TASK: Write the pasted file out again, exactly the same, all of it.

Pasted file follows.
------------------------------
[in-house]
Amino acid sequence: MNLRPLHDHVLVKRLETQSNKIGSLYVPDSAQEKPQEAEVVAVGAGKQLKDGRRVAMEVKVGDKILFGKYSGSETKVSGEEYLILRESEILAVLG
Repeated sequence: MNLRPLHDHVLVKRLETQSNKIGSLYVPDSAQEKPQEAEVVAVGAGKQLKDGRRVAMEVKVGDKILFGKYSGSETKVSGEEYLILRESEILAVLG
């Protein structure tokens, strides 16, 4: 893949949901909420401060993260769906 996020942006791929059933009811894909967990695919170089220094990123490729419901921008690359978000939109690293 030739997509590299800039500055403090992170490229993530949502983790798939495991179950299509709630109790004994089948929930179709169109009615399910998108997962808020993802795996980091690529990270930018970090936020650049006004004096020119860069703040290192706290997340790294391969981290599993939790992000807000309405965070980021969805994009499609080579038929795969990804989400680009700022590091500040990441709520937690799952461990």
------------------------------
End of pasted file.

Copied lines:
[in-house]
Amino acid sequence: MNLRPLHDHVLVKRLETQSNKIGSLYVPDSAQEKPQEAEVVAVGAGKQLKDGRRVAMEVKVGDKILFGKYSGSETKVSGEEYLILRESEILAVLG
Repeated sequence: MNLRPLHDHVLVKRLETQSNKIGSLYVPDSAQEKPQEAEVVAVGAGKQLKDGRRVAMEVKVGDKILFGKYSGSETKVSGEEYLILRESEILAVLG
């Protein structure tokens, strides 16, 4: 893949949901909420401060993260769906 996020942006791929059933009811894909967990695919170089220094990123490729419901921008690359978000939109690293 030739997509590299800039500055403090992170490229993530949502983790798939495991179950299509709630109790004994089948929930179709169109009615399910998108997962808020993802795996980091690529990270930018970090936020650049006004004096020119860069703040290192706290997340790294391969981290599993939790992000807000309405965070980021969805994009499609080579038929795969990804989400680009700022590091500040990441709520937690799952461990």